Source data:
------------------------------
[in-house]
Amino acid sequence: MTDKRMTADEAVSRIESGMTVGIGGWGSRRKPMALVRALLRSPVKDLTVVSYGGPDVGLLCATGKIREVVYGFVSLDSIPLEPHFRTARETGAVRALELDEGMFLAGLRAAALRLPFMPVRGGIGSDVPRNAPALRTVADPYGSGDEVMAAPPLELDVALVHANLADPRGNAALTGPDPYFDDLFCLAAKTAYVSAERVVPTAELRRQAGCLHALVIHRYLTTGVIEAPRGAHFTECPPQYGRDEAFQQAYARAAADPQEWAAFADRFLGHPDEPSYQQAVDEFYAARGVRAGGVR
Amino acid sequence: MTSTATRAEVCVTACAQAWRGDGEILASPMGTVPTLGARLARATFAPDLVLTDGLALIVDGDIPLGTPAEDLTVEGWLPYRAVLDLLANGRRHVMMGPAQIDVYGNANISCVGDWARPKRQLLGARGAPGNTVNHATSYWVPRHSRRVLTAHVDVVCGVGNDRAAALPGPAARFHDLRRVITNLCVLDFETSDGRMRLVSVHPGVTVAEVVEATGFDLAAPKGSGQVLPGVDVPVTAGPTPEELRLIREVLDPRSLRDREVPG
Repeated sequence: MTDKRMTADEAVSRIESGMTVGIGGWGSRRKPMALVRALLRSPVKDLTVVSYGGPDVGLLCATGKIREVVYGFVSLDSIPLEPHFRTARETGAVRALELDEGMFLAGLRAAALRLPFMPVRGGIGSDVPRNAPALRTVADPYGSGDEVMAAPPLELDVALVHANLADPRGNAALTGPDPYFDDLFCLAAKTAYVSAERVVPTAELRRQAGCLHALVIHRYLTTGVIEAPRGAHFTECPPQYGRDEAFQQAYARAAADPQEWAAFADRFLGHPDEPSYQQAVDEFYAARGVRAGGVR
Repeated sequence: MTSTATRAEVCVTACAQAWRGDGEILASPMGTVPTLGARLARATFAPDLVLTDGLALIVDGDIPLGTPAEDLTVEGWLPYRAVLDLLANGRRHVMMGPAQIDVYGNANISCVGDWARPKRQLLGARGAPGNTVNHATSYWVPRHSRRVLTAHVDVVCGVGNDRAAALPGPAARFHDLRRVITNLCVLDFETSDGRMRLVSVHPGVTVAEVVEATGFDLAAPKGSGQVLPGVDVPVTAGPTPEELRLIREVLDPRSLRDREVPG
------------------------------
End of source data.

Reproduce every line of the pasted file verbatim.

[in-house]
Amino acid sequence: MTDKRMTADEAVSRIESGMTVGIGGWGSRRKPMALVRALLRSPVKDLTVVSYGGPDVGLLCATGKIREVVYGFVSLDSIPLEPHFRTARETGAVRALELDEGMFLAGLRAAALRLPFMPVRGGIGSDVPRNAPALRTVADPYGSGDEVMAAPPLELDVALVHANLADPRGNAALTGPDPYFDDLFCLAAKTAYVSAERVVPTAELRRQAGCLHALVIHRYLTTGVIEAPRGAHFTECPPQYGRDEAFQQAYARAAADPQEWAAFADRFLGHPDEPSYQQAVDEFYAARGVRAGGVR
Amino acid sequence: MTSTATRAEVCVTACAQAWRGDGEILASPMGTVPTLGARLARATFAPDLVLTDGLALIVDGDIPLGTPAEDLTVEGWLPYRAVLDLLANGRRHVMMGPAQIDVYGNANISCVGDWARPKRQLLGARGAPGNTVNHATSYWVPRHSRRVLTAHVDVVCGVGNDRAAALPGPAARFHDLRRVITNLCVLDFETSDGRMRLVSVHPGVTVAEVVEATGFDLAAPKGSGQVLPGVDVPVTAGPTPEELRLIREVLDPRSLRDREVPG
Repeated sequence: MTDKRMTADEAVSRIESGMTVGIGGWGSRRKPMALVRALLRSPVKDLTVVSYGGPDVGLLCATGKIREVVYGFVSLDSIPLEPHFRTARETGAVRALELDEGMFLAGLRAAALRLPFMPVRGGIGSDVPRNAPALRTVADPYGSGDEVMAAPPLELDVALVHANLADPRGNAALTGPDPYFDDLFCLAAKTAYVSAERVVPTAELRRQAGCLHALVIHRYLTTGVIEAPRGAHFTECPPQYGRDEAFQQAYARAAADPQEWAAFADRFLGHPDEPSYQQAVDEFYAARGVRAGGVR
Repeated sequence: MTSTATRAEVCVTACAQAWRGDGEILASPMGTVPTLGARLARATFAPDLVLTDGLALIVDGDIPLGTPAEDLTVEGWLPYRAVLDLLANGRRHVMMGPAQIDVYGNANISCVGDWARPKRQLLGARGAPGNTVNHATSYWVPRHSRRVLTAHVDVVCGVGNDRAAALPGPAARFHDLRRVITNLCVLDFETSDGRMRLVSVHPGVTVAEVVEATGFDLAAPKGSGQVLPGVDVPVTAGPTPEELRLIREVLDPRSLRDREVPG